Under the Economic Growth and Tax Relief Reconciliation Act of 2001 (EGTRRA), the federal estate tax was repealed for 2010.  This repeal, however, is only effective through December 31, 2010.  The federal estate tax returns in 2011, at the rates and exemptions in effect in 2001 when EGTRRA was effective.

Although bills were introduced in Congress in 2009 to repeal the repeal, possibly to retain the $3.5 million estate tax exemption and 45% maximum tax rate in effect in 2009, nothing was accomplished.  So we have reached 2010 with less taxes on the books – why is this a bad thing?

First of all, the federal estate tax has not been permanently repealed, but only disappears for one year.  At midnight on January 1, 2011, it returns with a vengeance – with an exemption of only $1 million and a maximum tax rate of 55%.  In addition, most commentators and practitioners are unsure that the estate tax has truly disappeared for 2010.  The Democratic leadership of both the House and the Senate has indicated that they may attempt to pass legislation with an effective date retroactive to January 1, 2010.  This retroactive imposition of a tax will undoubtedly face legal challenges, specifically that such a law is unconstitutional.  The U.S. Supreme Court, however, has upheld such retroactive legislation in the past, most recently during the Clinton administration.
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Those clients who will be primarily affected by the 2010 estate tax repeal are those clients whose Wills or Trusts use a formula clause to divide property into shares, usually between the surviving spouse and children.  One typical formula that has been used by attorneys for their clients for many years allocates as much property as possible to children or other descendants without triggering a federal estate tax, with the balance passing to the spouse.  In 2009, this type of formula would have directed $3.5 million to the children, since that was the federal estate tax exemption in 2009.  In 2010, this same formula will direct the entire estate to the children, since there will be no estate tax due, and nothing will pass to the surviving spouse. 

Another type of formula clause that has often been used directs the exclusion amount to the children, and the balance to the spouse.  This formula, however, will result in nothing passing to the children since there is no exclusion amount in 2010, and everything will pass to the surviving spouse.  Although there will be no estate tax due at the first spouse’s death in 2010, this may actually be a worse scenario than the first:  if the surviving spouse dies in 2011, owning all of the property previously held by both spouses, and with only a $1 million exemption available, there may be substantial estate tax paid at the second spouse’s death.
New Basis Rules

Now here’s the real bad news — the repeal of estate tax in 2010 brings with it a change to the rules on carryover basis.  Congressional officials estimated that an extension of the 2009 estate tax ($3.5 million exemption, 45% maximum rate) would have resulted in taxes on approximately 6,000 estates, but the carryover basis changes will result in taxes on over 70,000 estates.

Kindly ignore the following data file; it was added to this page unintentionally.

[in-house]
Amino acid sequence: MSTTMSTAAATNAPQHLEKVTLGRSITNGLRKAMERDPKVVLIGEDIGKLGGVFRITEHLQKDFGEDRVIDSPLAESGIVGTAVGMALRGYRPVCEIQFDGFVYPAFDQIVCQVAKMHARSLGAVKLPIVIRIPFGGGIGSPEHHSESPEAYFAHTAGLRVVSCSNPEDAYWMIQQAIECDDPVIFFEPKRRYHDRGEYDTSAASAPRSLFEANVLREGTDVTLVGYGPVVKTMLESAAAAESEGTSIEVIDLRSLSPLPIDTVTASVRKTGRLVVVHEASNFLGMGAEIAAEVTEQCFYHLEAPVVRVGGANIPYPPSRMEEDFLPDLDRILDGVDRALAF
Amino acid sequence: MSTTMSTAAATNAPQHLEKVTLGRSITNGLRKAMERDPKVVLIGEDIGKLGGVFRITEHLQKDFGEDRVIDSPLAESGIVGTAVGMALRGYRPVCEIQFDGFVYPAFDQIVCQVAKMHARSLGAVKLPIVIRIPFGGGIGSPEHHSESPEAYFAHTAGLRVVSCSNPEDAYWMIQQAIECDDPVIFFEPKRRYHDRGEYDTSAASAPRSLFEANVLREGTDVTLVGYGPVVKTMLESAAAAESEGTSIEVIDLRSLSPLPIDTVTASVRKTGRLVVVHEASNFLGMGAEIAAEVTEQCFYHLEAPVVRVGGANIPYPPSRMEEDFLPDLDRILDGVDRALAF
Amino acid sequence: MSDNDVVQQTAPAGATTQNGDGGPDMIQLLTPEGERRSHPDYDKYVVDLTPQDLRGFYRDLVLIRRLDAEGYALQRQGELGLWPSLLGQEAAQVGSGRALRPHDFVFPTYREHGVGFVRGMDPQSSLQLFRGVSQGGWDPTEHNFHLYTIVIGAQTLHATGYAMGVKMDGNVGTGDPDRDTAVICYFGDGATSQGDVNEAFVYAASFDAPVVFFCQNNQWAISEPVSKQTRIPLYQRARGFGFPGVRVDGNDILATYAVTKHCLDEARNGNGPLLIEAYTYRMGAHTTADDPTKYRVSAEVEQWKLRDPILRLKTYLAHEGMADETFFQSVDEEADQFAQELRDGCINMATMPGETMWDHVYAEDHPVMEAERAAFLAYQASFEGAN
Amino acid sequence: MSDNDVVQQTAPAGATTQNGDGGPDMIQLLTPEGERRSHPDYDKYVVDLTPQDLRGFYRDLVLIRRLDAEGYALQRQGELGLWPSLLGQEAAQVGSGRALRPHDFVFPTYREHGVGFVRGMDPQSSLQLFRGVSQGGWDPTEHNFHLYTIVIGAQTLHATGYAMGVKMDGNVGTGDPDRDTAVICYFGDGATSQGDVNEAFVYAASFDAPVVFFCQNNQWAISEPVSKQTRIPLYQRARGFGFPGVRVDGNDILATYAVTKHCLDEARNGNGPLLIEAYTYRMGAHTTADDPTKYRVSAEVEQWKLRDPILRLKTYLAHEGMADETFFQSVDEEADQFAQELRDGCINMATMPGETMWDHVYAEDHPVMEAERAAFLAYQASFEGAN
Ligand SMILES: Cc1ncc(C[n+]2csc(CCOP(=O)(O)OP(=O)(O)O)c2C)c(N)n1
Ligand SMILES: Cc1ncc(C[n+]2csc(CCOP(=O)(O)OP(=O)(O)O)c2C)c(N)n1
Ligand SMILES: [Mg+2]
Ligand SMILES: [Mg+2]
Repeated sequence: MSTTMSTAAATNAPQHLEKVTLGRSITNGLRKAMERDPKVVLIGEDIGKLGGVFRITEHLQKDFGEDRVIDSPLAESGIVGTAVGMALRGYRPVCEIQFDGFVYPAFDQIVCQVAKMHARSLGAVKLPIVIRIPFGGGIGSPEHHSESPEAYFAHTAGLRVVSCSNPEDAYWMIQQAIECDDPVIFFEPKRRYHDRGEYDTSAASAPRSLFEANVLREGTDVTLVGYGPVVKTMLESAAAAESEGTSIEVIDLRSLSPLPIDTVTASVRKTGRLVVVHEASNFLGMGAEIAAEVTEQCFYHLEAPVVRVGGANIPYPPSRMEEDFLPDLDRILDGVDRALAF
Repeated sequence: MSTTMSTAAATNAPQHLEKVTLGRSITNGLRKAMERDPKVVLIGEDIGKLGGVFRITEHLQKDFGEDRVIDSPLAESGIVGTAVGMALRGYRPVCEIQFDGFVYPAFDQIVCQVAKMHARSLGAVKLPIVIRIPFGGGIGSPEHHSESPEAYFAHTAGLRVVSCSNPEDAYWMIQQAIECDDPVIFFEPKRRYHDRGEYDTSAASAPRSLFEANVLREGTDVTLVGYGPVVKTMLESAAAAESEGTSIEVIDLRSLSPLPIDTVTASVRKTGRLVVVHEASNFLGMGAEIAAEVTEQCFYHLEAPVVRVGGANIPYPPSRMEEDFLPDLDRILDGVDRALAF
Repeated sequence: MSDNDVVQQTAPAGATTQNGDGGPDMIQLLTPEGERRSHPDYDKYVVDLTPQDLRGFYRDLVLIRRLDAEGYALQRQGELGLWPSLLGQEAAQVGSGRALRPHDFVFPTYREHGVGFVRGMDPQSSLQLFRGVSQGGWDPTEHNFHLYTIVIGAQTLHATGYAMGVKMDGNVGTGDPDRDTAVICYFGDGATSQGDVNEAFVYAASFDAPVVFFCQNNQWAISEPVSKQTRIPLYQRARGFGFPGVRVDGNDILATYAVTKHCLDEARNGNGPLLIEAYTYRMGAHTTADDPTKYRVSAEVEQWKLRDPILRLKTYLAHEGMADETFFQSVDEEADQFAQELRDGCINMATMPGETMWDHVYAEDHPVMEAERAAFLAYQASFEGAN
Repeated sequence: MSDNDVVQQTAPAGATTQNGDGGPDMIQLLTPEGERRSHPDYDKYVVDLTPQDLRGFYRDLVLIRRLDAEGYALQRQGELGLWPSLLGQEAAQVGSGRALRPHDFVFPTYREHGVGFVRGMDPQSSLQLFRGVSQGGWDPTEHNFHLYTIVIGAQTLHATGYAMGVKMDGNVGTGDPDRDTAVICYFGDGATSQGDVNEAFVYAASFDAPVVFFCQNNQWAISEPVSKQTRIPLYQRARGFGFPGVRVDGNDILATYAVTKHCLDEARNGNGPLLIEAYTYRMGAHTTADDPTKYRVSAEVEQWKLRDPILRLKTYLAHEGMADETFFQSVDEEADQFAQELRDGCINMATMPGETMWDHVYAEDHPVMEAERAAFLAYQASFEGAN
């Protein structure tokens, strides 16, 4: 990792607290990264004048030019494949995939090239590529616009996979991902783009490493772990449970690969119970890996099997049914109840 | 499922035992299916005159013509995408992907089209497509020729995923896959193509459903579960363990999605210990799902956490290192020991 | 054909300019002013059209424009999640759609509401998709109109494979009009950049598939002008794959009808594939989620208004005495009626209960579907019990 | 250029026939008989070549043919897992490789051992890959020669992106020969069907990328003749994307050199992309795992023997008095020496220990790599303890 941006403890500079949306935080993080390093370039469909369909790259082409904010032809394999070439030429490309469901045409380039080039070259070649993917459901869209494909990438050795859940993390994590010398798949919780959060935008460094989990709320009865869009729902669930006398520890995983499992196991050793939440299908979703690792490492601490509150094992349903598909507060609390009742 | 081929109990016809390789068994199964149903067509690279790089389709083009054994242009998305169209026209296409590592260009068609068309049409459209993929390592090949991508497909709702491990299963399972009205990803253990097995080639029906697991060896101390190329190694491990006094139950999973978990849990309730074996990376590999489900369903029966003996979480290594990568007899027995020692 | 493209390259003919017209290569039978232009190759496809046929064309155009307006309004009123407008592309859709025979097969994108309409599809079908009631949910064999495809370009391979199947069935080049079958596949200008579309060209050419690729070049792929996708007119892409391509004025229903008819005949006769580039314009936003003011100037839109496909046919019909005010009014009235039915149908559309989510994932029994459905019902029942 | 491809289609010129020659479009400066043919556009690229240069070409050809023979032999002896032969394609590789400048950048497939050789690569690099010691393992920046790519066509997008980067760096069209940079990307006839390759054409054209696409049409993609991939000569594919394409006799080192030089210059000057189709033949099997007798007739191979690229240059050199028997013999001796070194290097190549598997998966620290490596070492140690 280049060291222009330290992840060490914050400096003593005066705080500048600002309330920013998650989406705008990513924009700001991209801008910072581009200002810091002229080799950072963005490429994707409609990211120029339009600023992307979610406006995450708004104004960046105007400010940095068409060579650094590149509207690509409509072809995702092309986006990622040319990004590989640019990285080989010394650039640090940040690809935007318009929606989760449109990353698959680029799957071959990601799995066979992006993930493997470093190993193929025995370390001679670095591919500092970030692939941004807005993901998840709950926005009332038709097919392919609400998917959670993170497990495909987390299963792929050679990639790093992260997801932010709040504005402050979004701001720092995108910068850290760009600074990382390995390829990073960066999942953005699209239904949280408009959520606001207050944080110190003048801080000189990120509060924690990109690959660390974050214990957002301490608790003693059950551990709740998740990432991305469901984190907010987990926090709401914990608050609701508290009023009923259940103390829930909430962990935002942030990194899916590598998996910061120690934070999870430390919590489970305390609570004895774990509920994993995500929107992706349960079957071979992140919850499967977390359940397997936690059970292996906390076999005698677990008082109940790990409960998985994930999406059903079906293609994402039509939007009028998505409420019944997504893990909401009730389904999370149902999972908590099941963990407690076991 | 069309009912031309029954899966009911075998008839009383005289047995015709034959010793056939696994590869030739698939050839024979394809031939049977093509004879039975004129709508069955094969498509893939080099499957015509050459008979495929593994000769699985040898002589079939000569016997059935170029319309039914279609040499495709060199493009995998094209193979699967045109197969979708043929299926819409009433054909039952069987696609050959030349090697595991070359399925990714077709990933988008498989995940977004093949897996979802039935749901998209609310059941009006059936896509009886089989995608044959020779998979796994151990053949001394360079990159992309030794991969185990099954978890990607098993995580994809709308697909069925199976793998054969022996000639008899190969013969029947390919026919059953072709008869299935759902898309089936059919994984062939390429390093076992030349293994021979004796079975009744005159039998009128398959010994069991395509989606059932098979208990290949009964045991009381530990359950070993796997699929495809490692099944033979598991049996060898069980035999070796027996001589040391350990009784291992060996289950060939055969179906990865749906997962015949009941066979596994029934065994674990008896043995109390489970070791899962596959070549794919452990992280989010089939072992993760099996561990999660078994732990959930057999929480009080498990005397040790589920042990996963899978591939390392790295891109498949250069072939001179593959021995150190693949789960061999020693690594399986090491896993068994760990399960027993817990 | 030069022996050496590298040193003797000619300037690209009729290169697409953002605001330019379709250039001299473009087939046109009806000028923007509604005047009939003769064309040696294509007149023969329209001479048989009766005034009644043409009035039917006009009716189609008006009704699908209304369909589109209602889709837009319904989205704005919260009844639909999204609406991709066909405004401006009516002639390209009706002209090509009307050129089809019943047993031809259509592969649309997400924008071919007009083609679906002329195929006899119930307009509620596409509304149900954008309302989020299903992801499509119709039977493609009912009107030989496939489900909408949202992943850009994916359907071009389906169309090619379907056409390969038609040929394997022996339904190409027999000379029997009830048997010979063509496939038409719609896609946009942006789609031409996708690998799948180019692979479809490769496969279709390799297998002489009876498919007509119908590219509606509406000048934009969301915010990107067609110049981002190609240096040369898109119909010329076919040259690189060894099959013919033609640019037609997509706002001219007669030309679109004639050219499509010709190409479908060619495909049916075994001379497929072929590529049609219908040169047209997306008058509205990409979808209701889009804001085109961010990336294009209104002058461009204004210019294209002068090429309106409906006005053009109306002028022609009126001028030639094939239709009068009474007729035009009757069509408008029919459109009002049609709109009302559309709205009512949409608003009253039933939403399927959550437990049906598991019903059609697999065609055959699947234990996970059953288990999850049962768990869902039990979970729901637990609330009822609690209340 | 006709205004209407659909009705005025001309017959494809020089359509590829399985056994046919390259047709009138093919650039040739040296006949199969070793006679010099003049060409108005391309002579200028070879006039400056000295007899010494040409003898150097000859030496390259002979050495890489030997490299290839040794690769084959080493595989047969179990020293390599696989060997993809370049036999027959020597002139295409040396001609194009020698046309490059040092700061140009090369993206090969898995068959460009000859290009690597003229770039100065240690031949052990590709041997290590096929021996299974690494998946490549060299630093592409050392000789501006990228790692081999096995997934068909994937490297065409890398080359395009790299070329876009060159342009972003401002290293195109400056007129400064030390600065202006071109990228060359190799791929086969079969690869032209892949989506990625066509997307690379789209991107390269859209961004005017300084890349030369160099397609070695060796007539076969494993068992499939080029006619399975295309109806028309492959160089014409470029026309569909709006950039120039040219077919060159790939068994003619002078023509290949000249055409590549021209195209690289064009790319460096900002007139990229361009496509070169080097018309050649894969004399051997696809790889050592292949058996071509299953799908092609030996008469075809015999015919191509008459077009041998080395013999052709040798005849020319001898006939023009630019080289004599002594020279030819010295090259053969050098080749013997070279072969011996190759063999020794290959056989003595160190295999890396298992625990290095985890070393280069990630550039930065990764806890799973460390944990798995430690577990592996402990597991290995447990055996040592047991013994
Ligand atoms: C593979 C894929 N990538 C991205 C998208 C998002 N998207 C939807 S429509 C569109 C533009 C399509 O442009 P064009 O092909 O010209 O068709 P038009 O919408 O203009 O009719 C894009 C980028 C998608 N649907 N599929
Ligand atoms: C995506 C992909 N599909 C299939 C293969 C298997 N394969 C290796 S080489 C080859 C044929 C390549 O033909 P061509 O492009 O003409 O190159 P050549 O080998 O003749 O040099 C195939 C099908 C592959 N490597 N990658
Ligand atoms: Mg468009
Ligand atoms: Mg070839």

Prior to 2010, the carryover basis rules provided for a “stepped-up” basis as of a decedent’s date of death.  The beneficiaries inherited property from an estate at the property’s fair market value on the date of death, not the decedent’s basis (usually the purchase price).   If an asset was sold by the estate or the beneficiary fairly close to the date of death, this often resulted in little or no capital gain, and little or no corresponding capital gains tax, since the stepped-up basis would have been close to the sales price.

The basis rules for inherited property have drastically changed for 2010.  The basis of property received from a decedent will now be calculated at either the decedent’s basis or the fair market value as of the date of death, whichever is lower.  For example, if the beneficiary inherits the decedent’s residence, which the decedent purchased in 1970 for $50,000, and which is now worth $400,000, the beneficiary receives the property with a basis of $50,000.  When the beneficiary sells the residence at its fair market value, the beneficiary will pay capital gains tax on the difference between the basis of $50,000 and the sales price of $400,000.

The new rules include a “Special Basis Adjustment” of $1.3 million.  This provides that this amount may be added to the basis of various estate assets (as allocated by the executor or administrator) to increase the basis of such assets from the decedent’s basis to the fair market value at the date of death.  In addition, the surviving spouse will have an additional $3 million that may be added to the decedent’s basis for various assets passing to the spouse, to increase the basis to the fair market value at the date of death.

What To Do Now?
The changes to the estate tax, and the changes that may occur within the next year, make it an uncertain future, with no clear overall answer for everyone.  These changes must be considered in light of each client’s individual circumstances, and in fact, may have to be reviewed again if Congress changes the law.  Should you wish to review your Will and estate planning documents, or have any questions as to how your estate plan may be affected, please do not hesitate to contact us.

IRS Circular 230 disclosure: In order to comply with requirements imposed by the IRS, please be advised that any tax advice contained in this communication (including attachments) is not intended or written to be used, and cannot be used, for the purpose of (i) avoiding tax-related penalties under the Internal Revenue Code or (ii) promoting, marketing, or recommending to another party any transaction or tax-related matter(s) addressed herein.